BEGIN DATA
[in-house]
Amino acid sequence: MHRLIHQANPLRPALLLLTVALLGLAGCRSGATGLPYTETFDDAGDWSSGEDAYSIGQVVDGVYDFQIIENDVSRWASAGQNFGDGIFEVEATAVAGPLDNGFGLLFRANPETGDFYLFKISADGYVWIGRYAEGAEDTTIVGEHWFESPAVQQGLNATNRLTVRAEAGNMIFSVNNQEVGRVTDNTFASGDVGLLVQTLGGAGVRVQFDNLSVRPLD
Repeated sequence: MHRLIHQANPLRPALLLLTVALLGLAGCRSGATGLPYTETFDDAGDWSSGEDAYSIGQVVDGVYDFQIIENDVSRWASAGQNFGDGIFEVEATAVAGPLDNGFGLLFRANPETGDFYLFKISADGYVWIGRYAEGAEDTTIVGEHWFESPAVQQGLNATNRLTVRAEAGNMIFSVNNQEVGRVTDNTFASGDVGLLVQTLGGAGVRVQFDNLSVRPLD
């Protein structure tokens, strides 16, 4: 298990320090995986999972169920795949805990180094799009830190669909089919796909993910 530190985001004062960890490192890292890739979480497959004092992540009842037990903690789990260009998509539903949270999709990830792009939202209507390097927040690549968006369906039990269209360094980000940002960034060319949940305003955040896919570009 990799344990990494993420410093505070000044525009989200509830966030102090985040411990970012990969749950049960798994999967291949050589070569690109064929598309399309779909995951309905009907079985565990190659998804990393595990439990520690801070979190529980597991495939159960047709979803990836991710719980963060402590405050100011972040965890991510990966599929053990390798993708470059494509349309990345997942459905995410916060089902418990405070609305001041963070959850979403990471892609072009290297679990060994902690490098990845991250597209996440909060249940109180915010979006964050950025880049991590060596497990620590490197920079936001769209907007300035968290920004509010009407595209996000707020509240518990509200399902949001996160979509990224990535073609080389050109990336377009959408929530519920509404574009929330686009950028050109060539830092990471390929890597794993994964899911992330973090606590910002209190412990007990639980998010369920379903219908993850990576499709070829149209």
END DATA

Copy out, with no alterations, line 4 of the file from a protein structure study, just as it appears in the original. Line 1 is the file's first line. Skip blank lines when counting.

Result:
């Protein structure tokens, strides 16, 4: 298990320090995986999972169920795949805990180094799009830190669909089919796909993910 530190985001004062960890490192890292890739979480497959004092992540009842037990903690789990260009998509539903949270999709990830792009939202209507390097927040690549968006369906039990269209360094980000940002960034060319949940305003955040896919570009 990799344990990494993420410093505070000044525009989200509830966030102090985040411990970012990969749950049960798994999967291949050589070569690109064929598309399309779909995951309905009907079985565990190659998804990393595990439990520690801070979190529980597991495939159960047709979803990836991710719980963060402590405050100011972040965890991510990966599929053990390798993708470059494509349309990345997942459905995410916060089902418990405070609305001041963070959850979403990471892609072009290297679990060994902690490098990845991250597209996440909060249940109180915010979006964050950025880049991590060596497990620590490197920079936001769209907007300035968290920004509010009407595209996000707020509240518990509200399902949001996160979509990224990535073609080389050109990336377009959408929530519920509404574009929330686009950028050109060539830092990471390929890597794993994964899911992330973090606590910002209190412990007990639980998010369920379903219908993850990576499709070829149209």